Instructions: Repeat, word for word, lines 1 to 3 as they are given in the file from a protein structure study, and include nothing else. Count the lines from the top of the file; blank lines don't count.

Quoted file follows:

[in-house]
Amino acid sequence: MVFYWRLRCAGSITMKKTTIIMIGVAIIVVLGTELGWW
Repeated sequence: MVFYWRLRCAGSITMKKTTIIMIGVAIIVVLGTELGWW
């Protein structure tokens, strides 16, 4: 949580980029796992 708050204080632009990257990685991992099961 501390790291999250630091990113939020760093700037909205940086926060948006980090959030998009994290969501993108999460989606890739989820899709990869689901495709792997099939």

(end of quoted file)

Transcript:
[in-house]
Amino acid sequence: MVFYWRLRCAGSITMKKTTIIMIGVAIIVVLGTELGWW
Repeated sequence: MVFYWRLRCAGSITMKKTTIIMIGVAIIVVLGTELGWW